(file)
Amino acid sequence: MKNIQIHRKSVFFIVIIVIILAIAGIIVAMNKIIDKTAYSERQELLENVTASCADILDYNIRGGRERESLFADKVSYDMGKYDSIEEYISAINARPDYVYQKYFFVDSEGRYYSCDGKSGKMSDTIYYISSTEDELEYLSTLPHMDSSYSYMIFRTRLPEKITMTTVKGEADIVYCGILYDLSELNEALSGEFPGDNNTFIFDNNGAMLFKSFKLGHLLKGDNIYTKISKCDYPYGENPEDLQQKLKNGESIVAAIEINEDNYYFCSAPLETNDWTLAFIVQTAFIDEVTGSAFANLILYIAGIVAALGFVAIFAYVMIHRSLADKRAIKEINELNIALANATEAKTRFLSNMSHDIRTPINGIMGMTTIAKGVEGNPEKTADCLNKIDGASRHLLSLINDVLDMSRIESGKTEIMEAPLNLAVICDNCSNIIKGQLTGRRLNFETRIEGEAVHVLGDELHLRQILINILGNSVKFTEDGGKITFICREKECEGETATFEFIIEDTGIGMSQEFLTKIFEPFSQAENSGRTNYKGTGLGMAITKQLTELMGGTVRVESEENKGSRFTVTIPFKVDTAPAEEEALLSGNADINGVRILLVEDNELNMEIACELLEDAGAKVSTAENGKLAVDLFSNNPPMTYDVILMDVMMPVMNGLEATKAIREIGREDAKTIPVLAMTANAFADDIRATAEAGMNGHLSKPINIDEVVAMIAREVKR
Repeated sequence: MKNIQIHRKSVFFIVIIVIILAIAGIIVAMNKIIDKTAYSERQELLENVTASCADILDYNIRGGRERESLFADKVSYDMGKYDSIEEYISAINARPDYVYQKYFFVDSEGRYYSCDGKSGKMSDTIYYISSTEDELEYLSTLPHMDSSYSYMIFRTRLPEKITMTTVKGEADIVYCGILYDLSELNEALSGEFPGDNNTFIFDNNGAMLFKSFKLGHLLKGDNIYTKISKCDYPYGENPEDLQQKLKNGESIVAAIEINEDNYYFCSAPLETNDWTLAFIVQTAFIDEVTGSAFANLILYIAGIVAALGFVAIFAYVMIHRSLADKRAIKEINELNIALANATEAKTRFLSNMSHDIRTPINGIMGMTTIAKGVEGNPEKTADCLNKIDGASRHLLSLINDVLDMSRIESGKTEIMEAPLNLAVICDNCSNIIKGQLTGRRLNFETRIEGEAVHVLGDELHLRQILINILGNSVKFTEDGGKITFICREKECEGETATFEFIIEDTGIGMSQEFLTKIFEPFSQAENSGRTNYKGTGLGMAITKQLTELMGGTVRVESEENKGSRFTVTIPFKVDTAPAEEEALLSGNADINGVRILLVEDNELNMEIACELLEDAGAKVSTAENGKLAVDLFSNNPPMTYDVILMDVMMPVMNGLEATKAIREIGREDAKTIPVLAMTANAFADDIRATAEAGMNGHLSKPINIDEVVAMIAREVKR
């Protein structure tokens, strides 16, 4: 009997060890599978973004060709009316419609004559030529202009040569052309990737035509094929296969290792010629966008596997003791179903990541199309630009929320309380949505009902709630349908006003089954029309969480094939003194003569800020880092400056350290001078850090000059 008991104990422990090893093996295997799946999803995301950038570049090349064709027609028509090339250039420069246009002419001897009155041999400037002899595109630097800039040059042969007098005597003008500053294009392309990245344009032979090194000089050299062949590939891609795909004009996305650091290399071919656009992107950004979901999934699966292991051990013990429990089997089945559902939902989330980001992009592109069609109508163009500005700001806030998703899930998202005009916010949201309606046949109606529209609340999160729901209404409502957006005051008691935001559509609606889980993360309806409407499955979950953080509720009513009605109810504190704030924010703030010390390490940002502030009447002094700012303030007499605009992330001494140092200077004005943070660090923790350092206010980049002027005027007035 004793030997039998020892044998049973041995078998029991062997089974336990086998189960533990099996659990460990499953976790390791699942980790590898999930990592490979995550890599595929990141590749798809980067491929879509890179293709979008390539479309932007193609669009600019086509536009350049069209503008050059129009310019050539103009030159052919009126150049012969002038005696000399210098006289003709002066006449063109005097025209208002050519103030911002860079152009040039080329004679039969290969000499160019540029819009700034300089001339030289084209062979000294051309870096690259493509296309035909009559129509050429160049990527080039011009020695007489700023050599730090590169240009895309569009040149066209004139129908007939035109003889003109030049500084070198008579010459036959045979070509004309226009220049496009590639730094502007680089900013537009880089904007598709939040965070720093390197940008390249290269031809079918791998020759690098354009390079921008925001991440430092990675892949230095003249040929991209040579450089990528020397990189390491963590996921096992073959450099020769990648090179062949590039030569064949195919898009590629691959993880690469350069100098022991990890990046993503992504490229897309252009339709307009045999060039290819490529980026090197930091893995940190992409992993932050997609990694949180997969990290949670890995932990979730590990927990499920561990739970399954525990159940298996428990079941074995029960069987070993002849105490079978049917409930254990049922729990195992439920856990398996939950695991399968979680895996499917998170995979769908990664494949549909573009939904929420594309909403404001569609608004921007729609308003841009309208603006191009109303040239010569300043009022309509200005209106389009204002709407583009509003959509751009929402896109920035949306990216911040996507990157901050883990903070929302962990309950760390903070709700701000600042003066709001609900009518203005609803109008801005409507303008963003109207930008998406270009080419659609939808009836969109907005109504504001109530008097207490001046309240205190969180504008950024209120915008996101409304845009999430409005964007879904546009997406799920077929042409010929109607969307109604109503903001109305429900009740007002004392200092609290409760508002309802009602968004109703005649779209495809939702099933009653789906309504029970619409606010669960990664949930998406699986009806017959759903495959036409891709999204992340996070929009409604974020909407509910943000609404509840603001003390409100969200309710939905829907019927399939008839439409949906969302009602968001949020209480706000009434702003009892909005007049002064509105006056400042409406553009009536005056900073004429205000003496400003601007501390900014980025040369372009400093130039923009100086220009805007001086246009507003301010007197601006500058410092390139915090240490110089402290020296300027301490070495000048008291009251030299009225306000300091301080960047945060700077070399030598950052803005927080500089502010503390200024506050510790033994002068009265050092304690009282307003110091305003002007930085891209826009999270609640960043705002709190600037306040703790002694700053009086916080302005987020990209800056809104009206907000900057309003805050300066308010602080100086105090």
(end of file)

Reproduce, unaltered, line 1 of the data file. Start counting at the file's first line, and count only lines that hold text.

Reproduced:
Amino acid sequence: MKNIQIHRKSVFFIVIIVIILAIAGIIVAMNKIIDKTAYSERQELLENVTASCADILDYNIRGGRERESLFADKVSYDMGKYDSIEEYISAINARPDYVYQKYFFVDSEGRYYSCDGKSGKMSDTIYYISSTEDELEYLSTLPHMDSSYSYMIFRTRLPEKITMTTVKGEADIVYCGILYDLSELNEALSGEFPGDNNTFIFDNNGAMLFKSFKLGHLLKGDNIYTKISKCDYPYGENPEDLQQKLKNGESIVAAIEINEDNYYFCSAPLETNDWTLAFIVQTAFIDEVTGSAFANLILYIAGIVAALGFVAIFAYVMIHRSLADKRAIKEINELNIALANATEAKTRFLSNMSHDIRTPINGIMGMTTIAKGVEGNPEKTADCLNKIDGASRHLLSLINDVLDMSRIESGKTEIMEAPLNLAVICDNCSNIIKGQLTGRRLNFETRIEGEAVHVLGDELHLRQILINILGNSVKFTEDGGKITFICREKECEGETATFEFIIEDTGIGMSQEFLTKIFEPFSQAENSGRTNYKGTGLGMAITKQLTELMGGTVRVESEENKGSRFTVTIPFKVDTAPAEEEALLSGNADINGVRILLVEDNELNMEIACELLEDAGAKVSTAENGKLAVDLFSNNPPMTYDVILMDVMMPVMNGLEATKAIREIGREDAKTIPVLAMTANAFADDIRATAEAGMNGHLSKPINIDEVVAMIAREVKR